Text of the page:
Helen A. Weinberg

June 17, 1927 - April 20, 2012

    Helen A. Weinberg of Shaker Heights, Ohio, a summer resident of East Hampton since 1970, died of lung cancer in Cleveland on April 20 at the age of 84, after an illness of four years.
    A professor of literature, composition, and art criticism at the Cleveland Institute of Art for 46 years, Ms. Weinberg became active in cultural life here soon after she and her husband bought a house on Spring Close Highway. She wrote art criticism for Newsday, lectured at the Pollock-Krasner House and Study Center, and led book discussions at the Jewish Center of the Hamptons, among other undertakings. In addition to her years teaching in Cleveland, she studied and taught at Vassar College and Columbia University under grants from the National Endowment for the Humanities. She owned a loft in SoHo from 1980 to 1987.
    “She was a great patron of the arts,” John Weinberg, one of her sons, said, noting that she had a large collection of works by emerging and established artists and former students. A large part of her collection is now owned by the Cleveland Museum of Art.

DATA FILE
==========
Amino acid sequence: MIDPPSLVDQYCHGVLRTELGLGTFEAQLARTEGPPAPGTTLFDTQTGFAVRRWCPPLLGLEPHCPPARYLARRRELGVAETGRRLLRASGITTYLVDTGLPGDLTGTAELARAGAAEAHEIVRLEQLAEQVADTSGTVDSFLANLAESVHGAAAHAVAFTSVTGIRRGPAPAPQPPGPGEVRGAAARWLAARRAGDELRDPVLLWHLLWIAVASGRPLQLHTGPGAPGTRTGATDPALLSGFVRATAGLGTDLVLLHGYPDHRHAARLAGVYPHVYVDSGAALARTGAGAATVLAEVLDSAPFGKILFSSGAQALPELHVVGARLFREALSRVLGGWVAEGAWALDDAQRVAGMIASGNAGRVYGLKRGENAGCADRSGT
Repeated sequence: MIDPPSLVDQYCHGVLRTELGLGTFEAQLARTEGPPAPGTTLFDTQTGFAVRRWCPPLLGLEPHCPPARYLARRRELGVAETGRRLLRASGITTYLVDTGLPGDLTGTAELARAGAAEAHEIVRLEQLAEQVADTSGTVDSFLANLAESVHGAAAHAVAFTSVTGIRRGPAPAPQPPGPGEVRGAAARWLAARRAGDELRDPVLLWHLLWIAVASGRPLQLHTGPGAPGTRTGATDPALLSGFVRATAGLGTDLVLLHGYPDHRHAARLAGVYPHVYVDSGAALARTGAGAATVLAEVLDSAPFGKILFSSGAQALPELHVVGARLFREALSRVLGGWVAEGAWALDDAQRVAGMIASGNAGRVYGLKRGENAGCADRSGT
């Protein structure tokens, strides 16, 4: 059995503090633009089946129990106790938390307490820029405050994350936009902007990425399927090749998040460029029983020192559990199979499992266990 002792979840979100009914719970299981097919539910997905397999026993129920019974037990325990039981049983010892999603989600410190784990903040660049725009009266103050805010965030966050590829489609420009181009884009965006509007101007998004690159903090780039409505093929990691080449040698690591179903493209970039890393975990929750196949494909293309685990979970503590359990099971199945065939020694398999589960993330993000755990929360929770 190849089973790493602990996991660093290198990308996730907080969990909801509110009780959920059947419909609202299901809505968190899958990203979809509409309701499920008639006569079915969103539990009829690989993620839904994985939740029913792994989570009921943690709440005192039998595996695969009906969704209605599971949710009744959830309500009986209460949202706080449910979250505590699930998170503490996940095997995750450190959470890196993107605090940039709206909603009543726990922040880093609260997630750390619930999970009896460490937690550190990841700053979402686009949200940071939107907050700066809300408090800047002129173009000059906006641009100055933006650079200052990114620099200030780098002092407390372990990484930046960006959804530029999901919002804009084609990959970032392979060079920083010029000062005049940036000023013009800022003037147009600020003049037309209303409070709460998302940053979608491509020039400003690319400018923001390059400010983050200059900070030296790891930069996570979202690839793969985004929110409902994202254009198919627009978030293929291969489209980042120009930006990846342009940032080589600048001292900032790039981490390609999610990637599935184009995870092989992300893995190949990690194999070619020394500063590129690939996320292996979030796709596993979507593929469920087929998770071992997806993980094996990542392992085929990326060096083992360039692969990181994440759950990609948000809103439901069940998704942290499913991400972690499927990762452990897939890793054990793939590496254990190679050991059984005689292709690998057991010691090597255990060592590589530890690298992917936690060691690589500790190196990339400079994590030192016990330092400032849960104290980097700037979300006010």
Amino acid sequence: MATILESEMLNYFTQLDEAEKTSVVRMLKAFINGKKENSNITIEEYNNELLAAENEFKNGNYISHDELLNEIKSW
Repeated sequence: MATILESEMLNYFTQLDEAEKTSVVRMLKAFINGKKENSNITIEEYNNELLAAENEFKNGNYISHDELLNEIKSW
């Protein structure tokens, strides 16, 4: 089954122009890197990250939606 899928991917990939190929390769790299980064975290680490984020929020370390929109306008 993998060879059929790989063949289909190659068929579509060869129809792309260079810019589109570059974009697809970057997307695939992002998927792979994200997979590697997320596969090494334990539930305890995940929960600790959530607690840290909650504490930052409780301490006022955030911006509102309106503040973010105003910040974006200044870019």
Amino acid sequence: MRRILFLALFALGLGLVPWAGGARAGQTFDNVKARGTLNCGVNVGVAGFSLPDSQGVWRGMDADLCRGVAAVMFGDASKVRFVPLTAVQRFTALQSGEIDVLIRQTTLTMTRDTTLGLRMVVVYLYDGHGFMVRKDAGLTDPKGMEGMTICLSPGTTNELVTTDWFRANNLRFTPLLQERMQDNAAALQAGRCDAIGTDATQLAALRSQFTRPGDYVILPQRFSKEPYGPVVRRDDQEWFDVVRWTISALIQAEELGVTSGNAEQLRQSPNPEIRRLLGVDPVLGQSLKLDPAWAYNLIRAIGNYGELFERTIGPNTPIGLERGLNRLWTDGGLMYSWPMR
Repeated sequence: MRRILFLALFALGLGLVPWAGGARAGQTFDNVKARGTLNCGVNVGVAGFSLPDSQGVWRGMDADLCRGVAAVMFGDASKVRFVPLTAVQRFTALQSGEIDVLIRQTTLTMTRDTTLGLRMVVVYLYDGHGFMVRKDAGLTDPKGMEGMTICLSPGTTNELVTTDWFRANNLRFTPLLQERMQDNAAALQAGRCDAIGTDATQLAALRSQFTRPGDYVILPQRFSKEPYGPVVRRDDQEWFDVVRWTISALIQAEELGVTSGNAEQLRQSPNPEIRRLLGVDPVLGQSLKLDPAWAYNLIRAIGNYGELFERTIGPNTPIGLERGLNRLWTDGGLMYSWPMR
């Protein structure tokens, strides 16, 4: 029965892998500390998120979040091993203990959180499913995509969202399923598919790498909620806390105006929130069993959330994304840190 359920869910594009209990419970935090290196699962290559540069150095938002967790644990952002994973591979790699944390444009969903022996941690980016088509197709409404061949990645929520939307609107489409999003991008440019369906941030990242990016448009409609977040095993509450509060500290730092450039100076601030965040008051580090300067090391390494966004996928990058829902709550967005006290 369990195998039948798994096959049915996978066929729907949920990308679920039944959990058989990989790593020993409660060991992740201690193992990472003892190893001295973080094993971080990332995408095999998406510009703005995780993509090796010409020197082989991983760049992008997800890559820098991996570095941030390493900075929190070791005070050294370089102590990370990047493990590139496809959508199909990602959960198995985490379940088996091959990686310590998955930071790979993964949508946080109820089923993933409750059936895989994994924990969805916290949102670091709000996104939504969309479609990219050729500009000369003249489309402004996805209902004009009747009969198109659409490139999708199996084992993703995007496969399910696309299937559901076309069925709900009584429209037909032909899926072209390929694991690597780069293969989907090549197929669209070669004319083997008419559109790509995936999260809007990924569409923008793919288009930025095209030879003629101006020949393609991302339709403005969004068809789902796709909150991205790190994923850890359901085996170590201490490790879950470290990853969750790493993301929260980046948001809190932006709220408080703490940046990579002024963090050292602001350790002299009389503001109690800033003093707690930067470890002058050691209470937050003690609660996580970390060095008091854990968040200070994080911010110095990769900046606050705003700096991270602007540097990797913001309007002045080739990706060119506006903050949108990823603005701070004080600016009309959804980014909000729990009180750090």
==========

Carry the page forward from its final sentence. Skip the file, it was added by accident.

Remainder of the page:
“She had a wonderful personal style and a great eye,” her son said. “Her homes were filled with her collections of beautiful art, objects, and books.”
    Born in Orange, N.J., on June 17, 1927, Ms. Weinberg grew up nearby in West Orange and graduated from Wellesley College in 1949. She held a master of arts degree and a Ph.D. from Case Western Reserve University in Ohio.
    She was married on Sept. 11, 1949, three months after her college graduation, to Kenneth G. Weinberg, an attorney. He died in 1999.
    Besides her son John, who lives in Richmond, Va., she leaves another son, Hugh Weinberg of New York City, and a daughter, Janet Weinberg of Los Angeles. A sister, Ruth Arnstein of New York City, also survives, as do five grandchildren.
    A funeral service took place at Mayfield Cemetery in Cleveland. Memorial donations can be sent to the attention of Dr. Abraham Chachoua, Thoracic Research Program, N.Y.U. Cancer Institute, 17th Floor, One Park Avenue, New York 10016.


She was a remarkable woman who held strong opinions and was fascinating to discuss a range of subjects with. I will miss her visits to Los Angeles, California where she came each year and held court at her daughter Janet's house. She had so many friends who would come to enjoy her daughter's delicious food, her company and conversation.
My favorite memory of Dr. Weinberg is when we ended up on the same flight from Islip back to Cleveland. We spent our time at the airport chatting about each others' extracurricular interests. She was a very strong-willed woman but also had a kind heart underneath.